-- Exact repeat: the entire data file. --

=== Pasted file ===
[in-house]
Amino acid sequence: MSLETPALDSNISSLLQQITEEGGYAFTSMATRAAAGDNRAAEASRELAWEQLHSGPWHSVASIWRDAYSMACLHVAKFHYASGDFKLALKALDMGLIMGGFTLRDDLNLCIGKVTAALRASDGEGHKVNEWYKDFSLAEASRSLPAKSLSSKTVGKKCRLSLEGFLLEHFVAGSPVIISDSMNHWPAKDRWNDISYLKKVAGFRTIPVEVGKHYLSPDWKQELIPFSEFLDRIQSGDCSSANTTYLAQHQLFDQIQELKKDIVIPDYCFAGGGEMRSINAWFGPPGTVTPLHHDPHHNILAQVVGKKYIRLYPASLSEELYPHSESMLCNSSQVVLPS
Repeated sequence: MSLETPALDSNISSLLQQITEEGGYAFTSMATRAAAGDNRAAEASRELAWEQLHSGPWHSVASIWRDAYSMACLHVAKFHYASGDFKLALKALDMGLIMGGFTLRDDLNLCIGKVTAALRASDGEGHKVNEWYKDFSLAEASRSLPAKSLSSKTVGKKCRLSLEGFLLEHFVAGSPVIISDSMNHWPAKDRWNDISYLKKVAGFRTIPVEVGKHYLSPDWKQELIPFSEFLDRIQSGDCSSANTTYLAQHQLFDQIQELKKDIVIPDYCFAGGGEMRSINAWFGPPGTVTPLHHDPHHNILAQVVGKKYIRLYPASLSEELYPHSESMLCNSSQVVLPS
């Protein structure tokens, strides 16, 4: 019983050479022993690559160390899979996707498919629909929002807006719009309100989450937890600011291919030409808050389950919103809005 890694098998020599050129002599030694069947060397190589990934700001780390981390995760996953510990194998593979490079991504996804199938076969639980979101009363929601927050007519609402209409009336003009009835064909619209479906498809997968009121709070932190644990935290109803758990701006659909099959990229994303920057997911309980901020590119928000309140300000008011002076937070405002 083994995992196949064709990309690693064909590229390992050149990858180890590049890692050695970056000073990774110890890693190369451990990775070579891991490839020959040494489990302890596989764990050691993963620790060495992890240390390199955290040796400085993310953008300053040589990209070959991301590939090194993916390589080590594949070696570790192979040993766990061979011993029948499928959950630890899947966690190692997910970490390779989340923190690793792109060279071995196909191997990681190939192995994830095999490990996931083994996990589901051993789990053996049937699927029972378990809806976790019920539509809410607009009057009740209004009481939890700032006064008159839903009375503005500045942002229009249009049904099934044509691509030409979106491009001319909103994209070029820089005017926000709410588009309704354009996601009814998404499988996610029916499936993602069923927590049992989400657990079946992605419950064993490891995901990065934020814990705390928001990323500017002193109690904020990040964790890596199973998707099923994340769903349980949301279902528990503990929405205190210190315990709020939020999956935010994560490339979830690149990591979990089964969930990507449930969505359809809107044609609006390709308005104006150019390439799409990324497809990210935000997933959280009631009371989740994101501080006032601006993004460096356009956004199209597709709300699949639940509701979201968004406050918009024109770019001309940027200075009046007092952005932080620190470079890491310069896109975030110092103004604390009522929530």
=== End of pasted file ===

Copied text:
[in-house]
Amino acid sequence: MSLETPALDSNISSLLQQITEEGGYAFTSMATRAAAGDNRAAEASRELAWEQLHSGPWHSVASIWRDAYSMACLHVAKFHYASGDFKLALKALDMGLIMGGFTLRDDLNLCIGKVTAALRASDGEGHKVNEWYKDFSLAEASRSLPAKSLSSKTVGKKCRLSLEGFLLEHFVAGSPVIISDSMNHWPAKDRWNDISYLKKVAGFRTIPVEVGKHYLSPDWKQELIPFSEFLDRIQSGDCSSANTTYLAQHQLFDQIQELKKDIVIPDYCFAGGGEMRSINAWFGPPGTVTPLHHDPHHNILAQVVGKKYIRLYPASLSEELYPHSESMLCNSSQVVLPS
Repeated sequence: MSLETPALDSNISSLLQQITEEGGYAFTSMATRAAAGDNRAAEASRELAWEQLHSGPWHSVASIWRDAYSMACLHVAKFHYASGDFKLALKALDMGLIMGGFTLRDDLNLCIGKVTAALRASDGEGHKVNEWYKDFSLAEASRSLPAKSLSSKTVGKKCRLSLEGFLLEHFVAGSPVIISDSMNHWPAKDRWNDISYLKKVAGFRTIPVEVGKHYLSPDWKQELIPFSEFLDRIQSGDCSSANTTYLAQHQLFDQIQELKKDIVIPDYCFAGGGEMRSINAWFGPPGTVTPLHHDPHHNILAQVVGKKYIRLYPASLSEELYPHSESMLCNSSQVVLPS
């Protein structure tokens, strides 16, 4: 019983050479022993690559160390899979996707498919629909929002807006719009309100989450937890600011291919030409808050389950919103809005 890694098998020599050129002599030694069947060397190589990934700001780390981390995760996953510990194998593979490079991504996804199938076969639980979101009363929601927050007519609402209409009336003009009835064909619209479906498809997968009121709070932190644990935290109803758990701006659909099959990229994303920057997911309980901020590119928000309140300000008011002076937070405002 083994995992196949064709990309690693064909590229390992050149990858180890590049890692050695970056000073990774110890890693190369451990990775070579891991490839020959040494489990302890596989764990050691993963620790060495992890240390390199955290040796400085993310953008300053040589990209070959991301590939090194993916390589080590594949070696570790192979040993766990061979011993029948499928959950630890899947966690190692997910970490390779989340923190690793792109060279071995196909191997990681190939192995994830095999490990996931083994996990589901051993789990053996049937699927029972378990809806976790019920539509809410607009009057009740209004009481939890700032006064008159839903009375503005500045942002229009249009049904099934044509691509030409979106491009001319909103994209070029820089005017926000709410588009309704354009996601009814998404499988996610029916499936993602069923927590049992989400657990079946992605419950064993490891995901990065934020814990705390928001990323500017002193109690904020990040964790890596199973998707099923994340769903349980949301279902528990503990929405205190210190315990709020939020999956935010994560490339979830690149990591979990089964969930990507449930969505359809809107044609609006390709308005104006150019390439799409990324497809990210935000997933959280009631009371989740994101501080006032601006993004460096356009956004199209597709709300699949639940509701979201968004406050918009024109770019001309940027200075009046007092952005932080620190470079890491310069896109975030110092103004604390009522929530």